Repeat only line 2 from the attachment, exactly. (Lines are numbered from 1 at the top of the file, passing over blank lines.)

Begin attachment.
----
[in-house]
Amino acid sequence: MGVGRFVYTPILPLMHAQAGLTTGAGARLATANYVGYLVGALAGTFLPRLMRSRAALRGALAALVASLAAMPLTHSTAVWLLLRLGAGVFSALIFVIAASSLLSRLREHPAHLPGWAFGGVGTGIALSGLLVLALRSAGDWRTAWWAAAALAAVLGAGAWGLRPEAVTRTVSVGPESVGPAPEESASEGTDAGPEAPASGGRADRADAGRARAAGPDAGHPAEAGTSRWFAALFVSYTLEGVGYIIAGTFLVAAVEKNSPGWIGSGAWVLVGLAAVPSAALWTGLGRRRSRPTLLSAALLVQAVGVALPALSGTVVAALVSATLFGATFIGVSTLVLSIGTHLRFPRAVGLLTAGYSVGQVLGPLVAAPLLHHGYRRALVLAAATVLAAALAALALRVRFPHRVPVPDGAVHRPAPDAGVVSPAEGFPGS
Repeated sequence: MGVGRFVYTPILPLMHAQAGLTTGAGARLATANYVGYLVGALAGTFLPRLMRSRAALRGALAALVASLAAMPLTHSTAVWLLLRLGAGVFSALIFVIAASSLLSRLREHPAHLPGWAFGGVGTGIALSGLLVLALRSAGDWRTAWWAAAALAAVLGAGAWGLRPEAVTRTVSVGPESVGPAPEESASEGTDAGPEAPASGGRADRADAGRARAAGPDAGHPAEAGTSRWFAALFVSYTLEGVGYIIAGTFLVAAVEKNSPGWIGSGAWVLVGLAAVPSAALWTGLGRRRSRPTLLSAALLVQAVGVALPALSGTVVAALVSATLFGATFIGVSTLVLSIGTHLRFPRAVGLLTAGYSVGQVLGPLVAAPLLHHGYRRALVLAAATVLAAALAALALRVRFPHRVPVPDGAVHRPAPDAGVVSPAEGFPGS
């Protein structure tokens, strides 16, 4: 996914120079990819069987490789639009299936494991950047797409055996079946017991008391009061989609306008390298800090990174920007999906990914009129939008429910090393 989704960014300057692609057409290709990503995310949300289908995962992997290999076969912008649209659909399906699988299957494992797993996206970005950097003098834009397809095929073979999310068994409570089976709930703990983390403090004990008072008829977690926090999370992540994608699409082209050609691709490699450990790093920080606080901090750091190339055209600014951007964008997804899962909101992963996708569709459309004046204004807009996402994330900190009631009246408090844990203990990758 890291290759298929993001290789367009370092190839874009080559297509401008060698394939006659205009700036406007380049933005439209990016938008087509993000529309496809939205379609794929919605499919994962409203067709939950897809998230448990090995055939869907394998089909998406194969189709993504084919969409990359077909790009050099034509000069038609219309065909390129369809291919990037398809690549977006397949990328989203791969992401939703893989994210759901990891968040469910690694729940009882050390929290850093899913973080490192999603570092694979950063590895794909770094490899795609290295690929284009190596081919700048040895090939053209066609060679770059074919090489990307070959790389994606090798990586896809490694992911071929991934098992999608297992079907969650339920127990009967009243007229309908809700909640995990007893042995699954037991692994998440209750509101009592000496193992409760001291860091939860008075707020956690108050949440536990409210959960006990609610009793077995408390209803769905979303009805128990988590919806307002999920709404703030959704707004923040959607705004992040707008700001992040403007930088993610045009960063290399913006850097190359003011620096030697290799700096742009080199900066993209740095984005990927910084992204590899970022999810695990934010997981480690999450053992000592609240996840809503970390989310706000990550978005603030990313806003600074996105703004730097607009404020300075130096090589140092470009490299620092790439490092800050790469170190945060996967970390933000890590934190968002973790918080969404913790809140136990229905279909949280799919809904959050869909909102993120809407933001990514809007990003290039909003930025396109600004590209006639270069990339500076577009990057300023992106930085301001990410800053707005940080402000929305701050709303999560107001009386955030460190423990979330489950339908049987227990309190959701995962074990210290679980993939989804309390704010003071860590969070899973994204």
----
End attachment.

Amino acid sequence: MGVGRFVYTPILPLMHAQAGLTTGAGARLATANYVGYLVGALAGTFLPRLMRSRAALRGALAALVASLAAMPLTHSTAVWLLLRLGAGVFSALIFVIAASSLLSRLREHPAHLPGWAFGGVGTGIALSGLLVLALRSAGDWRTAWWAAAALAAVLGAGAWGLRPEAVTRTVSVGPESVGPAPEESASEGTDAGPEAPASGGRADRADAGRARAAGPDAGHPAEAGTSRWFAALFVSYTLEGVGYIIAGTFLVAAVEKNSPGWIGSGAWVLVGLAAVPSAALWTGLGRRRSRPTLLSAALLVQAVGVALPALSGTVVAALVSATLFGATFIGVSTLVLSIGTHLRFPRAVGLLTAGYSVGQVLGPLVAAPLLHHGYRRALVLAAATVLAAALAALALRVRFPHRVPVPDGAVHRPAPDAGVVSPAEGFPGS